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New York Central Harlem River Drawbridge
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   Author  Topic: New York Central Harlem River Drawbridge  (Read 44 times)
waterlevel
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New York Central Harlem River Drawbridge
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« on: Sep 12th, 2016, 10:20am »
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This is an antique postcard of the New York Central Harlem River Bridge.
The date is not available but at the time it is listed as the largest drawbridge
in the world.



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CHESSIEMIKE
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Re: New York Central Harlem River Drawbridge
 
« Reply #1 on: Sep 28th, 2016, 2:59pm »
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While I understand that is what was printed on the Post Card, I think the term "Drawbridge" may not be 100% accurate. Looks like a swing span to me. Nice bridge though and it does look big.
CHESSIEMIKE


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Remember that a lone amateur built the Ark. A large group of professionals built the Titanic.
Norm_Anderson
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Re: New York Central Harlem River Drawbridge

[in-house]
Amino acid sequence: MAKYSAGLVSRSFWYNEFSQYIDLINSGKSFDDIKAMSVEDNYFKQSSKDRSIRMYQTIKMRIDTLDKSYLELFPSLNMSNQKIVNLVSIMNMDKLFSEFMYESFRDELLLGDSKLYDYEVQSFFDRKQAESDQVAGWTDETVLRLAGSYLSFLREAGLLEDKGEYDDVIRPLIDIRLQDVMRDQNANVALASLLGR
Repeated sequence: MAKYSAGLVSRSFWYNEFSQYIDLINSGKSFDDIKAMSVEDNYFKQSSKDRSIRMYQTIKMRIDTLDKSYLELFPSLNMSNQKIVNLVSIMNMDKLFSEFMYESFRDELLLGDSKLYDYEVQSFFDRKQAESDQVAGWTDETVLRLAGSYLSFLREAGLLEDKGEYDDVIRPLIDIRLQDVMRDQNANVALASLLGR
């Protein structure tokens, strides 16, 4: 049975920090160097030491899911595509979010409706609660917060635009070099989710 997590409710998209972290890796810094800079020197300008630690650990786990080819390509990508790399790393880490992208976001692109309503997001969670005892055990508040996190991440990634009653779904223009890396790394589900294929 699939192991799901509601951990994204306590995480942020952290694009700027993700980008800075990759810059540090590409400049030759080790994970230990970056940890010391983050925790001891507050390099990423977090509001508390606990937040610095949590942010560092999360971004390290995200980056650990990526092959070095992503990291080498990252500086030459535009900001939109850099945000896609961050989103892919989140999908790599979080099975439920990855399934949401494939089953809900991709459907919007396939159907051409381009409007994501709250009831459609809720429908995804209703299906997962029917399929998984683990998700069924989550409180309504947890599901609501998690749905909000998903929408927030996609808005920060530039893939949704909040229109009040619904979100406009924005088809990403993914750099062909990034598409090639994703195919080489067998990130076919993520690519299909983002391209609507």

« Reply #2 on: Sep 28th, 2016, 7:36pm »
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Hi, Cliff Clavin here . . .
 
Perhaps the makers of the postcard used the term Drawbridge, not in the sense of "a bridge that is drawn up into the air," but in the sense of "a bridge over a draw."  The word comes from the same root as "draft" (the depth of water needed to keep a boat from running aground).
 
 
Shutting up all over myself now,
 
Norm
 


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George_Harris
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Re: New York Central Harlem River Drawbridge
 
« Reply #3 on: Sep 29th, 2016, 12:06am »
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If I am looking at the right bridge on Google Maps, that is the one in approach to Grand Central, the current bridge is a vertical lift, and it does not look to be that old.  It appears that the bridge in your picture is a drawbridge of the swing type persuasion.  You are looking at the bridge in the open position.  When closed for trains to run, the end of the steel span hanging in the air near the right side of the picture will be resting on the stone pier toward the left side of the picture, specifically the right end of the pier at the end of the stone arch on the left side of the picture.  The front of the small boat mid picture is about at the line the bridge will be on when closed.
 
Remember, the waterway guys were here first, so they usually got what they wanted literally by acts of congress if needed when a railroad wanted to cross over a waterway the waterway guys thought they wanted to be considered as navigable.  It was said that the first bridge over the Lower Mississippi, what is now normally referred to as the Frisco Bridge at Memphis, opened in 1892 and still in service, has the long main span it does because the river guys thought by getting the extreme height and width of span required they would make the bridge impossible to build.  


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